What Is the Process for Risk Assessment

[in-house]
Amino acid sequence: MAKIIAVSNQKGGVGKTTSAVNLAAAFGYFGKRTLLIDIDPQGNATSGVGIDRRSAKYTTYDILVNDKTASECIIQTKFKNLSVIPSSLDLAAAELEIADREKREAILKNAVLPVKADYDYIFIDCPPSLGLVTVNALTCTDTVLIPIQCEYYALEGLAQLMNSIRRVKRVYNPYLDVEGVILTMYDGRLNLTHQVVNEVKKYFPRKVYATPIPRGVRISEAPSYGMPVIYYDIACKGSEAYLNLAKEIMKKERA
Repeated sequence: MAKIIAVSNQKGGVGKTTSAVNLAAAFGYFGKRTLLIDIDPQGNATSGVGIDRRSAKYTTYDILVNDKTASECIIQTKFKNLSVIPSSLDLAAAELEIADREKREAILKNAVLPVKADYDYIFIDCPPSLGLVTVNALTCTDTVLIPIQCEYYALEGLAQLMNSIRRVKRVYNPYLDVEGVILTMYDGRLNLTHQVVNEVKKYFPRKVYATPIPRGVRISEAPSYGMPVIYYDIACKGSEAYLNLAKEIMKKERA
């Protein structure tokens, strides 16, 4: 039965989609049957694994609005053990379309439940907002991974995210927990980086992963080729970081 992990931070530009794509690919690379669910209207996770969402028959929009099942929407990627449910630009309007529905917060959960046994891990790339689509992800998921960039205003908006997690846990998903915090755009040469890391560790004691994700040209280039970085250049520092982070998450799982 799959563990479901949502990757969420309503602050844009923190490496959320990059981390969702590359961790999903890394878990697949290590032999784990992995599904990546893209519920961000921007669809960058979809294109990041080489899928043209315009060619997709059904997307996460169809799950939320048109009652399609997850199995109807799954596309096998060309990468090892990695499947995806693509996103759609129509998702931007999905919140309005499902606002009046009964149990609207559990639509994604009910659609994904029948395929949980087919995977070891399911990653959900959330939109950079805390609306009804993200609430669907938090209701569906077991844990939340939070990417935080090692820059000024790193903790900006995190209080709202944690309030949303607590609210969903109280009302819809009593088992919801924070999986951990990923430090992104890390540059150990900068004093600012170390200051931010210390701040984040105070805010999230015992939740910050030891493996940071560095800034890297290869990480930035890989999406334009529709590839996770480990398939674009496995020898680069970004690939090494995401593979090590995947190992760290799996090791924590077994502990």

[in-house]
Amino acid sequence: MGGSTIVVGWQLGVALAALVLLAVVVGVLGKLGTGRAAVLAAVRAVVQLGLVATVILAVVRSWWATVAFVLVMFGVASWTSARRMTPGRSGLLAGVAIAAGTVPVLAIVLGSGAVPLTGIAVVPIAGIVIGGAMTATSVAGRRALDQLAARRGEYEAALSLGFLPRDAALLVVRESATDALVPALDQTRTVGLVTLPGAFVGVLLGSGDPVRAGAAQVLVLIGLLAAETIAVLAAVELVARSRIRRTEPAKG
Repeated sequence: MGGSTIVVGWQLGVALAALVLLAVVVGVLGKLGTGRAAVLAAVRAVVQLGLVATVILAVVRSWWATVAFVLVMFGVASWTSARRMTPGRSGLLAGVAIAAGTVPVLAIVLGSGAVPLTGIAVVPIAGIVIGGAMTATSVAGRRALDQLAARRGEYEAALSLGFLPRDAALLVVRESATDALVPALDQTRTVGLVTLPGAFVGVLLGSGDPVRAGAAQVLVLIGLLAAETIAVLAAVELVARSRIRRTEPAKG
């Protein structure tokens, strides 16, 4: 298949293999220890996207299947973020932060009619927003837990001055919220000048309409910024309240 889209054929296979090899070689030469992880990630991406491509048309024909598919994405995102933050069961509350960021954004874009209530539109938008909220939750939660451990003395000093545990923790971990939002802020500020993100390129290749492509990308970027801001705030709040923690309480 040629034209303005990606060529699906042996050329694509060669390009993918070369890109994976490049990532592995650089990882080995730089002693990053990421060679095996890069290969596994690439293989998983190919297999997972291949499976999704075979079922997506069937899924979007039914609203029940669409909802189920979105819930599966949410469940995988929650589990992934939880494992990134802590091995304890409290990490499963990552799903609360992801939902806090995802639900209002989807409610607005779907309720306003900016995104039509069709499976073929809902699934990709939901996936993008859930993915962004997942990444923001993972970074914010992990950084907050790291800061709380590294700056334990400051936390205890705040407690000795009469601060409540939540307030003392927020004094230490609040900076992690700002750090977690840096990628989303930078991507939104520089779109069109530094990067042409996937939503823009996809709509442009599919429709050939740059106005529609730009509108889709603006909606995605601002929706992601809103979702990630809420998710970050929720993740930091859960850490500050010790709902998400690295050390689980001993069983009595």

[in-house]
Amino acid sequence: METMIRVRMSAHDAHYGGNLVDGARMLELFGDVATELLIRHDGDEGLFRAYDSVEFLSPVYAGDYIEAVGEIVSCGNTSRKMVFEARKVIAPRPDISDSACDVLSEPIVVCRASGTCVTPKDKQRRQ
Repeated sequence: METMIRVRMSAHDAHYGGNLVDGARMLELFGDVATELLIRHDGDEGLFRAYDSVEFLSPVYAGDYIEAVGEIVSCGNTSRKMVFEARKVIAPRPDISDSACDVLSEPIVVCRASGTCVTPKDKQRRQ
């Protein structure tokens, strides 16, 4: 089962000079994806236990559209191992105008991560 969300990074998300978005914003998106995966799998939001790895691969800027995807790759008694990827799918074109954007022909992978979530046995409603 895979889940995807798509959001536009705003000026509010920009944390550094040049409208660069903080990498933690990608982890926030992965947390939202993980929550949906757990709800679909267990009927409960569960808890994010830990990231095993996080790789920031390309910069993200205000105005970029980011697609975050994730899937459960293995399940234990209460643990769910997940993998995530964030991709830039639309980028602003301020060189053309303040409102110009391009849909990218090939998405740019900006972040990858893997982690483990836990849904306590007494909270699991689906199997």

It behooves us to talk about in detail the process for doing risk assessment, the ability to conduct a risk assessment, and to make it meaningful for your organization. In the beginning, we want to prepare for that assessment, we want to talk about the scope, and our assumptions about that assessment, and identify the areas of our organization that need attention and allow us to address risk in a reasonable manor. Once we begin doing that risk assessment, we want to identify our threat sources against the scope we’ve already talked about. This is actually one of the more difficult phases of the assessment because it can be difficult to identify sources without thinking of those threats individually. But that brainstorming session is useful and powerful. Identifying, say, hackers as a threat source, leads us to talking about external actors in general. Identifying a place in your company where insider threat could be a factor, leads us to talking about insider threat in general. If you want some help on that, look to NIST 800-30, and look at table 2-D where they talk about a large number of potential threat sources. Next, we want to take those threat sources and identify vulnerabilities around each one of those threat sources. What makes us vulnerable to an insider? What makes us vulnerable to an outsider? What makes us vulnerable to a hurricane? Once we’ve identified those places where we can have a failure, we’ve gone a long way to actually figure out the areas of our organization that need this assessment. Now, we’re going to take a moment to talk about common language about likelihood and occurrence. Is this likely to happen this year? This month? Next week? In ten years? Is this once in a career, or is it going to happen if we don’t do something about it tomorrow? Once we know that, we can address the impact. If this thing does happen, how bad is it really? Does this end my organization, or is it just a bad afternoon as we contact clients? Putting those two things together, likelihood and impact, allows us to determine risk. It allows us to divorce our gut from the equation. It allows us to speak in a common language about the risks our organization faces and prioritize them in everything from budget to attention. 

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